Tumor-associated lymphocytes (TAL) from the malignant ascites and tumor- infiltrating lymphocytes (TIL) from the solid tumor were isolated from six consecutive untreated ovarian cancer patients. Tumor-specific CTL were generated from both TAL and TIL using solid phase anti-CD3, low dose IL-2 (50 IU/ml), and repeated tumor stimulation. The specificity of TAL and TIL was tested in standard cytotoxicity assays using autologous tumor, several allogeneic ovarian tumors, and the NK-sensitive cell line, K562. Anti-HLA-A- B-C mAb, W6/32, was used to demonstrate that these tumor-specific TAL and TIL were HLA class I-restricted. The ability of the ascitic and solid tumor to present Ag by HLA class I was assessed using Brefeldin A, a fungal metabolite that blocks the endogenous Ag-processing pathway in the viral model. Brefeldin A significantly inhibited tumor-specific cytotoxicity as well as HLA class I expression on the cell surface, suggesting an endogenous source of tumor-associated Ag. Despite previous reports of antigenic heterogeneity in ovarian cancer, shared tumor-associated Ag were shown to exist in this disease as demonstrated by significant allogeneic recognition of HLA-A2- matched patients as opposed to unmatched controls. Specifically, CTL from HLA-A2+ patients lysed HLA-A2+ allogeneic targets significantly better than HLA-A2- allogeneic or HLA-A2+ melanoma targets. There was no such difference with HLA-A2- effectors. Furthermore, HLA-A2 was confirmed to be a major restriction element in ovarian cancer by the blocking of HLA-A2+ effectors against both autologous and allogeneic HLA-A2+ targets with the anti-HLA-A2 mAb, BB7.2. These findings verify a similar lymphocyte/tumor interaction as has been documented in melanoma, suggesting a common mechanism of recognition of these human tumors by lymphocytes.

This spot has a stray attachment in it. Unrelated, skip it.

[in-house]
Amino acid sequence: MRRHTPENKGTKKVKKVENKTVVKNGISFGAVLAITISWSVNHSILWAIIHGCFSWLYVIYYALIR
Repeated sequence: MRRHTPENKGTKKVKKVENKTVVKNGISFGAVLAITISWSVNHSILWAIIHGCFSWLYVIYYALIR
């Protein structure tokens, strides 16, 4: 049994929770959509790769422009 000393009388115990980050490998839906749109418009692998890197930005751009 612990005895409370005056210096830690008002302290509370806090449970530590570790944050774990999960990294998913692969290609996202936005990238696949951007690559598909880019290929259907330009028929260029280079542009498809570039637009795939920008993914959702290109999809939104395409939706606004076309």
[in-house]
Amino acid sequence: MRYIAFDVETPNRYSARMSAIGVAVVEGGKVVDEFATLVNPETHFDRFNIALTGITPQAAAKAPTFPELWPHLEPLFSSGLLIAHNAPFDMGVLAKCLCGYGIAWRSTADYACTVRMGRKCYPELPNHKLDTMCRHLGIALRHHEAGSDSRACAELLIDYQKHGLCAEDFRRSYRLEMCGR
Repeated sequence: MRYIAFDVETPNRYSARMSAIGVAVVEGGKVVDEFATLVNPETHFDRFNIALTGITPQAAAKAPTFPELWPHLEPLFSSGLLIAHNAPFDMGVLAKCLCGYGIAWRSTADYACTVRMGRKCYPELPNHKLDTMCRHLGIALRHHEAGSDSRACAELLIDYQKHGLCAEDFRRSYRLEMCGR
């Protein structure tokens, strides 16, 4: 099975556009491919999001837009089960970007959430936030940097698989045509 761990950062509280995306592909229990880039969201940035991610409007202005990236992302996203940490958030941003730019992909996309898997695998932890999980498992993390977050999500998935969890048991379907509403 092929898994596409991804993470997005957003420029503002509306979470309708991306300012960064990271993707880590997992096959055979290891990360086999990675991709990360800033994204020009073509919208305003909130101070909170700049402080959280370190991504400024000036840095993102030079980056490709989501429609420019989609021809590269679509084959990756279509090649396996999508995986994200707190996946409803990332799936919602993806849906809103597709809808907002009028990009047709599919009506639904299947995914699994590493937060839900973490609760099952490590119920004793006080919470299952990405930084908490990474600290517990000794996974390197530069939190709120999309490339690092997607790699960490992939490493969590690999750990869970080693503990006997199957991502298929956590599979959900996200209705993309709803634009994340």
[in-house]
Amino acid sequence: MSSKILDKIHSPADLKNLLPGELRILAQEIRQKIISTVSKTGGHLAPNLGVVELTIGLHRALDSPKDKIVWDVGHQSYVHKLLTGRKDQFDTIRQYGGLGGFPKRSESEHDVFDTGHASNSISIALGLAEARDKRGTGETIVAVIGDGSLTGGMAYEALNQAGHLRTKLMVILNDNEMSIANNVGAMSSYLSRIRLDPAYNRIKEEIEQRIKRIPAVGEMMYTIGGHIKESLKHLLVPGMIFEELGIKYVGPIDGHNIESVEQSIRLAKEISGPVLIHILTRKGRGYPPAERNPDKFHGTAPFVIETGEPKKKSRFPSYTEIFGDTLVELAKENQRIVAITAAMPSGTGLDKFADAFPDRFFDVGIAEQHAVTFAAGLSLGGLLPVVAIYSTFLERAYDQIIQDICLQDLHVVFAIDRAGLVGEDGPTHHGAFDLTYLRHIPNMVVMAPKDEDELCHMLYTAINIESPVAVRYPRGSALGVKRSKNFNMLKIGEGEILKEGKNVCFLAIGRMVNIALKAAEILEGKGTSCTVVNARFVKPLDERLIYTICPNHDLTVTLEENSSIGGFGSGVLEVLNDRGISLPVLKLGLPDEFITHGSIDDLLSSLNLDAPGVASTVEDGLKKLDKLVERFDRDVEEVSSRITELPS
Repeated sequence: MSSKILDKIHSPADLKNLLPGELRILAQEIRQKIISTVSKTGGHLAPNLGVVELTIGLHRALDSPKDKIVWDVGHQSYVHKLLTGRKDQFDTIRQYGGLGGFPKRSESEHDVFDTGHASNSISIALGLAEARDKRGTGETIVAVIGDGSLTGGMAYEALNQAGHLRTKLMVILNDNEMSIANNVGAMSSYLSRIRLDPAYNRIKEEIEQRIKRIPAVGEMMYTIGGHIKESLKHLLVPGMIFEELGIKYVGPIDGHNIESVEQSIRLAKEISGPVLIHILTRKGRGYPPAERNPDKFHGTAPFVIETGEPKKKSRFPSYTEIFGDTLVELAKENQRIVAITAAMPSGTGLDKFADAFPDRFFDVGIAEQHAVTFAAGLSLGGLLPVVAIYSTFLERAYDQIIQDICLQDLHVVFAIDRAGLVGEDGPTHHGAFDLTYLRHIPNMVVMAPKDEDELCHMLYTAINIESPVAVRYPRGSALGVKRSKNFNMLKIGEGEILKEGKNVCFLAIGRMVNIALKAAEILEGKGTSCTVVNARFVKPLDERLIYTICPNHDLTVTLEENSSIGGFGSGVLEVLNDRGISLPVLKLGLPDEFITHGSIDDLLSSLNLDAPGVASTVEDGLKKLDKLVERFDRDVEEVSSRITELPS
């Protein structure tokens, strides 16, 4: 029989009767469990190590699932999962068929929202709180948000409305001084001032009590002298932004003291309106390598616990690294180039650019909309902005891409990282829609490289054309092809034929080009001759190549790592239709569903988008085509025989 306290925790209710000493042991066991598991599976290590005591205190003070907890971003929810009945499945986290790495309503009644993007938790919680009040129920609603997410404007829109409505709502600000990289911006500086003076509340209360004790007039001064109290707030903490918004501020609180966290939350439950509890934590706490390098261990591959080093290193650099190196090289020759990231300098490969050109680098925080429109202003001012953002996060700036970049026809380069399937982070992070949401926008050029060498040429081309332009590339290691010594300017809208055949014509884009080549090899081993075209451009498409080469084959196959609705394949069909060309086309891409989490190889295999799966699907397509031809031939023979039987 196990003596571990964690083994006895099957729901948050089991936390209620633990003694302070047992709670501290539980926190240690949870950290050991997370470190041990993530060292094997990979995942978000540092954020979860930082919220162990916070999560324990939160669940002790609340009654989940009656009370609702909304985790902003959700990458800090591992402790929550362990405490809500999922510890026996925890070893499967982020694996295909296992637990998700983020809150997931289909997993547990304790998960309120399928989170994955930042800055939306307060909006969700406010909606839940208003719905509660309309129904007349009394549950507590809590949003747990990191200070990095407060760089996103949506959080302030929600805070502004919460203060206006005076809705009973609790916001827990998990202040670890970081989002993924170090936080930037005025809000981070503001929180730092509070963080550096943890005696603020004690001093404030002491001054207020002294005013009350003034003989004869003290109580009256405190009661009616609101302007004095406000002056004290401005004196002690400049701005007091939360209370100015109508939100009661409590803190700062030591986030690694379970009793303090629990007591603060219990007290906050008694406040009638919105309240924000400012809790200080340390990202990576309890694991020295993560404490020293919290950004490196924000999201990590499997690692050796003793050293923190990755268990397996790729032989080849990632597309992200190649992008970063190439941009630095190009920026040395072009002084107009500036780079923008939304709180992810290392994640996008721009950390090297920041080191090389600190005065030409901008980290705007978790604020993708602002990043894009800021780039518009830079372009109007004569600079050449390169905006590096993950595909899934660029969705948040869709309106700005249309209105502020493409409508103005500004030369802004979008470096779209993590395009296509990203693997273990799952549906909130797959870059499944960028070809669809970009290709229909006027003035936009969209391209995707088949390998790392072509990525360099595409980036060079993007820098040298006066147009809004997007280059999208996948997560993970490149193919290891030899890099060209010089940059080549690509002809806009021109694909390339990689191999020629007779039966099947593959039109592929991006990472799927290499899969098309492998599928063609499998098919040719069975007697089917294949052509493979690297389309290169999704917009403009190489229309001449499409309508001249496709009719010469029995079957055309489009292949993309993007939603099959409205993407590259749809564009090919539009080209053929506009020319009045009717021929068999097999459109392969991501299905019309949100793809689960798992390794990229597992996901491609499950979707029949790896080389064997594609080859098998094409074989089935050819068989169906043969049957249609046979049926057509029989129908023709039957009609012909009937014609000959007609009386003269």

|Number of pages||11|
|Journal||Journal of Immunology|
|State||Published - 1993|